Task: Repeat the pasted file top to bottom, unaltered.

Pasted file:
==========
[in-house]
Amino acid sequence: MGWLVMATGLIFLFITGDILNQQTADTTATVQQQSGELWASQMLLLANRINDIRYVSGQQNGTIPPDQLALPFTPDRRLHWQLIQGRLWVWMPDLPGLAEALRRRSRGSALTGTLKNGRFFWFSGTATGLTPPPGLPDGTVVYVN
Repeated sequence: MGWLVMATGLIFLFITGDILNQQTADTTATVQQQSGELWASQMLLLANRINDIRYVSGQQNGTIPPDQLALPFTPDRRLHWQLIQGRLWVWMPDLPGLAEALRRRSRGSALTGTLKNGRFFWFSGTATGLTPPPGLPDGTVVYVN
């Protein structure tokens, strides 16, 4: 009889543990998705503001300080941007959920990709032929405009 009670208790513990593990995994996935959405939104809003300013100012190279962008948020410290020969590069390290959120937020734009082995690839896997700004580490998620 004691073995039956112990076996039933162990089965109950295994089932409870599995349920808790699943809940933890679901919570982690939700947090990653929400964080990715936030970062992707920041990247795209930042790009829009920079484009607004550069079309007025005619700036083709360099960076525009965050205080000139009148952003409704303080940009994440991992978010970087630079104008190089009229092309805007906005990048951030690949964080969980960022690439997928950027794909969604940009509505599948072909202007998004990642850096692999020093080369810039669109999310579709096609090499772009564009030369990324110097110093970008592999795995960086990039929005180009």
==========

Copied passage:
[in-house]
Amino acid sequence: MGWLVMATGLIFLFITGDILNQQTADTTATVQQQSGELWASQMLLLANRINDIRYVSGQQNGTIPPDQLALPFTPDRRLHWQLIQGRLWVWMPDLPGLAEALRRRSRGSALTGTLKNGRFFWFSGTATGLTPPPGLPDGTVVYVN
Repeated sequence: MGWLVMATGLIFLFITGDILNQQTADTTATVQQQSGELWASQMLLLANRINDIRYVSGQQNGTIPPDQLALPFTPDRRLHWQLIQGRLWVWMPDLPGLAEALRRRSRGSALTGTLKNGRFFWFSGTATGLTPPPGLPDGTVVYVN
């Protein structure tokens, strides 16, 4: 009889543990998705503001300080941007959920990709032929405009 009670208790513990593990995994996935959405939104809003300013100012190279962008948020410290020969590069390290959120937020734009082995690839896997700004580490998620 004691073995039956112990076996039933162990089965109950295994089932409870599995349920808790699943809940933890679901919570982690939700947090990653929400964080990715936030970062992707920041990247795209930042790009829009920079484009607004550069079309007025005619700036083709360099960076525009965050205080000139009148952003409704303080940009994440991992978010970087630079104008190089009229092309805007906005990048951030690949964080969980960022690439997928950027794909969604940009509505599948072909202007998004990642850096692999020093080369810039669109999310579709096609090499772009564009030369990324110097110093970008592999795995960086990039929005180009």